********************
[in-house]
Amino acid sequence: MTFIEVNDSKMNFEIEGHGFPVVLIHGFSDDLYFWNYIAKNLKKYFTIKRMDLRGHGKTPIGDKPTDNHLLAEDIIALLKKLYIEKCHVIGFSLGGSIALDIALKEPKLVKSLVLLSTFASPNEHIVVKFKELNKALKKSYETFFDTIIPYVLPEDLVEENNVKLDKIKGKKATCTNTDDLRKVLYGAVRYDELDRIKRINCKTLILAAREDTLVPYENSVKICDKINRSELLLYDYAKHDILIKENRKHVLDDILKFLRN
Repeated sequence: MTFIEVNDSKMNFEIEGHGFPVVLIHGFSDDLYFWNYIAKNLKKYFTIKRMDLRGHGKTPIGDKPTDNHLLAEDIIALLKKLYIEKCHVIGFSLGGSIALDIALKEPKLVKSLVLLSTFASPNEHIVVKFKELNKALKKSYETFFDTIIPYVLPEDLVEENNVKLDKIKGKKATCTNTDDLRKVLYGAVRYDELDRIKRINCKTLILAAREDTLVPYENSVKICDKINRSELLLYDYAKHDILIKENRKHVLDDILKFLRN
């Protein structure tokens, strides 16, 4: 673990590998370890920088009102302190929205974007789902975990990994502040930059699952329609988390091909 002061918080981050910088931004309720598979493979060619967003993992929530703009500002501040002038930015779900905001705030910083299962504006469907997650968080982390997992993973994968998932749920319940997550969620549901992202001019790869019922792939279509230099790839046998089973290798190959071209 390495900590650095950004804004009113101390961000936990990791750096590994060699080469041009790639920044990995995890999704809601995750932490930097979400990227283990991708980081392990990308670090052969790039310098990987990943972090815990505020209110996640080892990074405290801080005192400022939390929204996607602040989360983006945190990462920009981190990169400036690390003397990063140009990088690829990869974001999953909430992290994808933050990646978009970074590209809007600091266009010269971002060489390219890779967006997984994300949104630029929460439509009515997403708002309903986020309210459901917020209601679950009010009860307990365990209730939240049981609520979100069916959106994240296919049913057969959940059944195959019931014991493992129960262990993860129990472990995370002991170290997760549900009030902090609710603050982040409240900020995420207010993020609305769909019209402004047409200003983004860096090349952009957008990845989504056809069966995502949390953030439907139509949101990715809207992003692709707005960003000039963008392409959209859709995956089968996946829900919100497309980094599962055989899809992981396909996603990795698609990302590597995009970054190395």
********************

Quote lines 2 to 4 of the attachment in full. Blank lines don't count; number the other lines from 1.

Amino acid sequence: MTFIEVNDSKMNFEIEGHGFPVVLIHGFSDDLYFWNYIAKNLKKYFTIKRMDLRGHGKTPIGDKPTDNHLLAEDIIALLKKLYIEKCHVIGFSLGGSIALDIALKEPKLVKSLVLLSTFASPNEHIVVKFKELNKALKKSYETFFDTIIPYVLPEDLVEENNVKLDKIKGKKATCTNTDDLRKVLYGAVRYDELDRIKRINCKTLILAAREDTLVPYENSVKICDKINRSELLLYDYAKHDILIKENRKHVLDDILKFLRN
Repeated sequence: MTFIEVNDSKMNFEIEGHGFPVVLIHGFSDDLYFWNYIAKNLKKYFTIKRMDLRGHGKTPIGDKPTDNHLLAEDIIALLKKLYIEKCHVIGFSLGGSIALDIALKEPKLVKSLVLLSTFASPNEHIVVKFKELNKALKKSYETFFDTIIPYVLPEDLVEENNVKLDKIKGKKATCTNTDDLRKVLYGAVRYDELDRIKRINCKTLILAAREDTLVPYENSVKICDKINRSELLLYDYAKHDILIKENRKHVLDDILKFLRN
């Protein structure tokens, strides 16, 4: 673990590998370890920088009102302190929205974007789902975990990994502040930059699952329609988390091909 002061918080981050910088931004309720598979493979060619967003993992929530703009500002501040002038930015779900905001705030910083299962504006469907997650968080982390997992993973994968998932749920319940997550969620549901992202001019790869019922792939279509230099790839046998089973290798190959071209 390495900590650095950004804004009113101390961000936990990791750096590994060699080469041009790639920044990995995890999704809601995750932490930097979400990227283990991708980081392990990308670090052969790039310098990987990943972090815990505020209110996640080892990074405290801080005192400022939390929204996607602040989360983006945190990462920009981190990169400036690390003397990063140009990088690829990869974001999953909430992290994808933050990646978009970074590209809007600091266009010269971002060489390219890779967006997984994300949104630029929460439509009515997403708002309903986020309210459901917020209601679950009010009860307990365990209730939240049981609520979100069916959106994240296919049913057969959940059944195959019931014991493992129960262990993860129990472990995370002991170290997760549900009030902090609710603050982040409240900020995420207010993020609305769909019209402004047409200003983004860096090349952009957008990845989504056809069966995502949390953030439907139509949101990715809207992003692709707005960003000039963008392409959209859709995956089968996946829900919100497309980094599962055989899809992981396909996603990795698609990302590597995009970054190395």